[CITE: Moss v. DNR (Remand), 14 CADDNAR 128 (2016)]
[VOLUME 14, PAGE 128]
Cause #: 13-134L
Caption: Moss v. DNR
Administrative Law Judge: Jensen
Attorneys: Groth (Moss); Boyko, Wooding (DNR)
Date: November 9, 2016
[NOTE: THE FOLLOWING IS THE COMMISSION'S FINAL ORDER ON REMAND. SEE Moss v. DNR, 13 CADDNAR 259 (2014). ON DECEMBER 7, 2016, DNR SOUGHT JUDICIAL REVIEW IN THE MARION SUPERIOR COURT (49D14-1612-PL-042987). ON SEPTEMBER 14, 2017, THE MARION SUPERIOR COURT AFFIRMED NRC’S FINAL ORDER ON REMAND.]
FINDINGS OF FACT AND CONCLUSIONS OF LAW WITH FINAL ORDER REVISING THE COMMISSION’S FINDINGS OF FACT AND CONCLUSIONS OF LAW WITH FINAL ORDER ISSUED ON APRIL 28, 2014 ON REMAND FOLLOWING JUDICIAL REVIEW
Historical Summary and Procedural Posture:
1. On April 30, 2014, the Natural Resources Commission (“Commission”) issued its “Finding of Fact and Conclusions of Law with Final Order” (hereafter referred to as “the Final Order”) in the instant proceeding. Moss v. DNR, 13 CADDNAR 259 (2014).
2. The Department of Natural Resources (“Department”) sought judicial review of the Final Order on May 30, 2014 and on December 14, 2014 the Marion Circuit Court vacated the Final Order and remanded the matter to the Commission for further proceedings.
3. The Claimant, David Moss (“Moss”), appealed the Marion Circuit Court’s vacation of the Final Order and on July 9, 2015, the Indiana Court of Appeals affirmed in part and reversed in part the Marion Circuit Court’s order, remanding the matter back to the Marion Circuit Court.
4. On March 18, 2016, Marion Circuit Court Judge Louis Rosenburg once again remanded the matter to the Commission with instructions. Indiana Department of Natural Resources v. David Moss, Cause No. 49C01-1405-PL-017919, “Order” filed March 18, 2016 (hereafter referred to as “the Court Order”).
5. The Court Order affirms the majority of the findings of fact and conclusions of law as set forth in the Final Order. However, the Court Order provides as follows:
The Court therefore concludes that the ALJ’s finding that Moss did not violate 18 US Code 922(g)(1) is not supported by substantial evidence and misapplies applicable federal law.
Pgs. 12 – 13.
6. Further, the Court Order states:
Based on the foregoing Findings of Fact, Conclusions of Law and Legal Discussion, the decision of the NRC is vacated and remanded to the Commission for further proceedings consistent with this opinion. In particular, the Commission is to reconsider its decision as to sanctions in light of this Court’s finding that Moss contributed to the commission of the crime possession of a handgun by a felon per 18 US Code Section 922(g).
In lieu of reinstatement, the DNR shall continue its current compensation of Moss, until the NRC issues its final order herein. If said order continues Moss’s employment as a conservation officer, the NRC shall prescribe terms of reinstatement, including whether Moss may be placed in an administrative position.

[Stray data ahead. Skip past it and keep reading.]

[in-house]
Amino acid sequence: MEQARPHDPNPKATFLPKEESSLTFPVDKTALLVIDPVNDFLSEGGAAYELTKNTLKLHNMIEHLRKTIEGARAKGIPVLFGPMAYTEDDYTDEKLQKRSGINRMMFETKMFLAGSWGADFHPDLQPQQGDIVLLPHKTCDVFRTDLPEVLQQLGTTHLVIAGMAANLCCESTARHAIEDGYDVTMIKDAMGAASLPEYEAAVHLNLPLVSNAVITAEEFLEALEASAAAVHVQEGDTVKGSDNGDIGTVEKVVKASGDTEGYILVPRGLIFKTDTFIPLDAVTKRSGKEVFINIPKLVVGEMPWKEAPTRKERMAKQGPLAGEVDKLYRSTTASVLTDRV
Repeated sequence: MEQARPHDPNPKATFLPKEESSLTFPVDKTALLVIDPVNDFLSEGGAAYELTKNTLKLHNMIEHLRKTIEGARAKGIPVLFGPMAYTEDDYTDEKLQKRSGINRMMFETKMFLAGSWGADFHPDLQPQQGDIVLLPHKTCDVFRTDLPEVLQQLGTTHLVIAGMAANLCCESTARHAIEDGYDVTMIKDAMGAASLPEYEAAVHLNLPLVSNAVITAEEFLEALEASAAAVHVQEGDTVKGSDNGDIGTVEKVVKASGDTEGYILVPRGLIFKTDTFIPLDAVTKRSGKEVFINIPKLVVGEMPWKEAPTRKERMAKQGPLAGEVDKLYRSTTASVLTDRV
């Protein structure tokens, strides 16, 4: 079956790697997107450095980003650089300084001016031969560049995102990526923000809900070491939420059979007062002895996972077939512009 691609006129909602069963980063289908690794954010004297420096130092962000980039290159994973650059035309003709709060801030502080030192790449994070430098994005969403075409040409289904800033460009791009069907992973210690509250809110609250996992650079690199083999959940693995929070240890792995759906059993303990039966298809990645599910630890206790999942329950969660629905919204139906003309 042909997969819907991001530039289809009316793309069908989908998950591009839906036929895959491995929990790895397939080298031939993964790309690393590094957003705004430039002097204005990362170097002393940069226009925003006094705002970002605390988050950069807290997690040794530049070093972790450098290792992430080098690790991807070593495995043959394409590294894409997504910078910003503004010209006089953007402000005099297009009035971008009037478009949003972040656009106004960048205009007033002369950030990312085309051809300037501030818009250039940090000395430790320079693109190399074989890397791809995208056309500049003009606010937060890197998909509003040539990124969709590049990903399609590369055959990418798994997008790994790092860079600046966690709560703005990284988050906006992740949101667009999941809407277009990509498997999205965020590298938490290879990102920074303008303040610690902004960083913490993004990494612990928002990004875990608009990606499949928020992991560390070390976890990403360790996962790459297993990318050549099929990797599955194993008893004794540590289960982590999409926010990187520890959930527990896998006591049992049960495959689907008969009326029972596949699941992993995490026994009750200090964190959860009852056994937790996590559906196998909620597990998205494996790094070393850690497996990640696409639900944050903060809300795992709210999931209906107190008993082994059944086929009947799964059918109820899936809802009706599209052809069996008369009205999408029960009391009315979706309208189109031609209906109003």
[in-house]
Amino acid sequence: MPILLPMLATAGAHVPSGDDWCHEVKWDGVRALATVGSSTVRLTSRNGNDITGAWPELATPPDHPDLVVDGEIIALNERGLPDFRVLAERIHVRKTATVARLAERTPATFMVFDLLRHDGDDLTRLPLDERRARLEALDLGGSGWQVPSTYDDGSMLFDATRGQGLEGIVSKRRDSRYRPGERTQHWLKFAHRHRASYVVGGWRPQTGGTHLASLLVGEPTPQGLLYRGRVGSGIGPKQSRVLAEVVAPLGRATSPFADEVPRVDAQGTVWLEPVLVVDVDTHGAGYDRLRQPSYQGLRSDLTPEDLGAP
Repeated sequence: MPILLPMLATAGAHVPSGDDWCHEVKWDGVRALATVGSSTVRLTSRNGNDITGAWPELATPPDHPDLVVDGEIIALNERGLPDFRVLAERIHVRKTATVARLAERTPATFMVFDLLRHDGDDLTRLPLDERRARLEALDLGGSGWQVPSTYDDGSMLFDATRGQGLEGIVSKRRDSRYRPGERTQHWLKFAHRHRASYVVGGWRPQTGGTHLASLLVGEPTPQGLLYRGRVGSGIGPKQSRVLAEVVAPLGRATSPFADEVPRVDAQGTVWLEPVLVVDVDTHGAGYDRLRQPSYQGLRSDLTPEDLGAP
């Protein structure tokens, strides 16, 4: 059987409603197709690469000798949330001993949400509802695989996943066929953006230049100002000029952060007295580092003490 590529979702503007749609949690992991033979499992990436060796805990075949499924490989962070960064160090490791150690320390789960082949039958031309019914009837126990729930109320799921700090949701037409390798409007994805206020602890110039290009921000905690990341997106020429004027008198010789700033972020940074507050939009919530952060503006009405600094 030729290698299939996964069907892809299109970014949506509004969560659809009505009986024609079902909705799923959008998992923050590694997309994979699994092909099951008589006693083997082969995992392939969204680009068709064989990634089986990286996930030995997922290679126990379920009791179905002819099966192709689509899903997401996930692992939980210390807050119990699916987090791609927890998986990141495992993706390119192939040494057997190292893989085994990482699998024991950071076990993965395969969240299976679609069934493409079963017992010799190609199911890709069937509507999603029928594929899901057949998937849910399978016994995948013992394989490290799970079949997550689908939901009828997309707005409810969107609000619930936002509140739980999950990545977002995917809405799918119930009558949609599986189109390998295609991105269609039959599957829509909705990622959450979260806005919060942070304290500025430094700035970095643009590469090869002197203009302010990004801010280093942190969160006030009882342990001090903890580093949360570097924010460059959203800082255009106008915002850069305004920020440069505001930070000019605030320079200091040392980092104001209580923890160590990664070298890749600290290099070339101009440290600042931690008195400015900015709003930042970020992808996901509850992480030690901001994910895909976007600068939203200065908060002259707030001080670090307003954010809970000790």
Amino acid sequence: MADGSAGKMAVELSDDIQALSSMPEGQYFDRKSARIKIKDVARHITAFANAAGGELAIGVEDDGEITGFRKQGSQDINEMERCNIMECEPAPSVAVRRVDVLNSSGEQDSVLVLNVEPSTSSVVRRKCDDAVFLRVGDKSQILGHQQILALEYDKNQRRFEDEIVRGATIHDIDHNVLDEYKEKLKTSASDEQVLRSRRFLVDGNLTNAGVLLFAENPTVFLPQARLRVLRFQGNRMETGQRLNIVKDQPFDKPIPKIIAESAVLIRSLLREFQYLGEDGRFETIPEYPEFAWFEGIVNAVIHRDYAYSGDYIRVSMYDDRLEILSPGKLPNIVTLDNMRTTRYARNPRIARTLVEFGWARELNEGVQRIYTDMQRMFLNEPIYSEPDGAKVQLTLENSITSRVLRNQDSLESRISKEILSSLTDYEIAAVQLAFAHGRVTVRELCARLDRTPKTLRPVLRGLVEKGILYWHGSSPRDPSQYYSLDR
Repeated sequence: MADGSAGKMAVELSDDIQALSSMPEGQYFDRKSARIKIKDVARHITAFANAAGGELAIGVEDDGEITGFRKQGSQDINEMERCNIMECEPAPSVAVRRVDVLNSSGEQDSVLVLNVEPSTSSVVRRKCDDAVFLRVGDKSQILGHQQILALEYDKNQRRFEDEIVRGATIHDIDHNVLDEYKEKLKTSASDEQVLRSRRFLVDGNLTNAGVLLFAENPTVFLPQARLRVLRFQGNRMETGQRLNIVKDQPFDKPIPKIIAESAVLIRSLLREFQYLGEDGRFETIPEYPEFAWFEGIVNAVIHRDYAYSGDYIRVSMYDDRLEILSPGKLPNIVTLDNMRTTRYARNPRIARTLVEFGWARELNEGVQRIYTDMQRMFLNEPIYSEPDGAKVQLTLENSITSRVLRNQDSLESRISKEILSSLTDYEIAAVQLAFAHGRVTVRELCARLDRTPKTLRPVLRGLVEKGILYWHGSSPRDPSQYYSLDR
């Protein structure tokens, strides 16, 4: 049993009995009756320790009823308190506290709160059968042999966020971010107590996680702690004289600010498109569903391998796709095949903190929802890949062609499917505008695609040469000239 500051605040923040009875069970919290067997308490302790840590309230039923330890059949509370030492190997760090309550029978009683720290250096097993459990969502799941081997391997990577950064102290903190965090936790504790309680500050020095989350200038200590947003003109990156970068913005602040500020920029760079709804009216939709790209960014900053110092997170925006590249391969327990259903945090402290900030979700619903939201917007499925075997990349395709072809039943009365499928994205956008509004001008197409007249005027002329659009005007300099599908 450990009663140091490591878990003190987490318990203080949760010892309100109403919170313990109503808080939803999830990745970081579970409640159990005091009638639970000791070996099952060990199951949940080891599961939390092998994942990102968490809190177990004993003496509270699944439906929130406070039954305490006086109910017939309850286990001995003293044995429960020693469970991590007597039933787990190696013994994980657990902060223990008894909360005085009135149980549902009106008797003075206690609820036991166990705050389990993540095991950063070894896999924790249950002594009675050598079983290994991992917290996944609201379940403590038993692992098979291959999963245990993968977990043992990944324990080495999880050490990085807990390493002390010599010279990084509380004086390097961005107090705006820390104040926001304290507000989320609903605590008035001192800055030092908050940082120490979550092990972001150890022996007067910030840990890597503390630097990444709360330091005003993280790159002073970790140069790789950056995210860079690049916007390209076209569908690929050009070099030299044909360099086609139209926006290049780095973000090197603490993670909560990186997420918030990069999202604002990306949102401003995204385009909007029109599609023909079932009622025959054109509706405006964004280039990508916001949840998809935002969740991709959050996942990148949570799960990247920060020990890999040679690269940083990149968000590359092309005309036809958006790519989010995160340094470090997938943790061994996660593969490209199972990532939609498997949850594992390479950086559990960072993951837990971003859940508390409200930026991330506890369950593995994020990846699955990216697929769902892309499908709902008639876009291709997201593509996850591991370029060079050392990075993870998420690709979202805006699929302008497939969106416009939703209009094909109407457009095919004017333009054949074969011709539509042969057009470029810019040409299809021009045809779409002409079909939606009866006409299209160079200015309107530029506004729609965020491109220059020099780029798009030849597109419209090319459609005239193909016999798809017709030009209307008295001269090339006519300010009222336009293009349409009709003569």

Pgs. 17 – 18.
7. Further appeal was not taken by either party.
8. As pertinent to the instant proceeding, 312 IAC 3-1-20(a) states that “…upon remand following judicial review or appeal, the administrative law judge who previously conducted the proceeding shall resume jurisdiction.” Further, “if the administrative law judge is not the ultimate authority, IC 4-21.5-3-29 and section 12 of [312 IAC 3-1] apply.” 312 IAC 3-1-20(c).
9. In this instance the administrative law judge is not the ultimate authority.
10. The scope of this nonfinal order is limited to addressing the matters set forth in the Court Order.
Clarified Findings of Fact and Conclusions of Law on Remand Following Judicial Review
11. The Court Order determines the administrative law judge previously concluded that Moss had not facilitated the possession of a handgun by a felon which constitutes a violation of 18 U.S.C. 922(g).
12. The Court Order concluded that Moss had provided a handgun to a known felon through Moss’s admitted action of handing a handgun to his father as was alleged in the Department’s Statement of Charges against Moss as follows:
General Order I-II Rules of Conduct
Procedure 4: General Rules of Conduct
1. Obedience to laws, regulations, and orders
a. Officers shall not violate any law or any division rule, policy, or procedure.
Count 1: Officer Moss provided a handgun to his father (a convicted, violent felon) who pointed the firearm at another person. This contributing act is in violation of several state laws and federal law (Pointing a firearm at another person-Class A Misdemeanor, Serious violent felon in possession of a firearm-B Felony, Intimidation-A Misdemeanor, Felon in possession of a firearm-Federal Felony).